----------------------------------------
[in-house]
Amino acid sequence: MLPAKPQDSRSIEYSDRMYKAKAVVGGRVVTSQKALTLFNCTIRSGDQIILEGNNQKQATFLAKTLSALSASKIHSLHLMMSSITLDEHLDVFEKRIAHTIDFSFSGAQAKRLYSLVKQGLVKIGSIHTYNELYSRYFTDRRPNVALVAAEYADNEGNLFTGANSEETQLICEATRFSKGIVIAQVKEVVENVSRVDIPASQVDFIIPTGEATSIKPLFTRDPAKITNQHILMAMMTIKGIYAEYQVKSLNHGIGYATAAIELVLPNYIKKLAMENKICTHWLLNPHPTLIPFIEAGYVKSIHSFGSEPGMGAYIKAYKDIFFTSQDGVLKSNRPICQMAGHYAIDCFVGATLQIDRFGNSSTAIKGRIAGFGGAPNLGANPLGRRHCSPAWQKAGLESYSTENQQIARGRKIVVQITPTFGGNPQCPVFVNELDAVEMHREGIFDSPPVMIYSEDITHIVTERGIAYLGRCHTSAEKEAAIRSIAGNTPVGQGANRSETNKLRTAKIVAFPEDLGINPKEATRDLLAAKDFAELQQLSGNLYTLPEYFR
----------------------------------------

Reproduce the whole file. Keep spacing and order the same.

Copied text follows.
[in-house]
Amino acid sequence: MLPAKPQDSRSIEYSDRMYKAKAVVGGRVVTSQKALTLFNCTIRSGDQIILEGNNQKQATFLAKTLSALSASKIHSLHLMMSSITLDEHLDVFEKRIAHTIDFSFSGAQAKRLYSLVKQGLVKIGSIHTYNELYSRYFTDRRPNVALVAAEYADNEGNLFTGANSEETQLICEATRFSKGIVIAQVKEVVENVSRVDIPASQVDFIIPTGEATSIKPLFTRDPAKITNQHILMAMMTIKGIYAEYQVKSLNHGIGYATAAIELVLPNYIKKLAMENKICTHWLLNPHPTLIPFIEAGYVKSIHSFGSEPGMGAYIKAYKDIFFTSQDGVLKSNRPICQMAGHYAIDCFVGATLQIDRFGNSSTAIKGRIAGFGGAPNLGANPLGRRHCSPAWQKAGLESYSTENQQIARGRKIVVQITPTFGGNPQCPVFVNELDAVEMHREGIFDSPPVMIYSEDITHIVTERGIAYLGRCHTSAEKEAAIRSIAGNTPVGQGANRSETNKLRTAKIVAFPEDLGINPKEATRDLLAAKDFAELQQLSGNLYTLPEYFR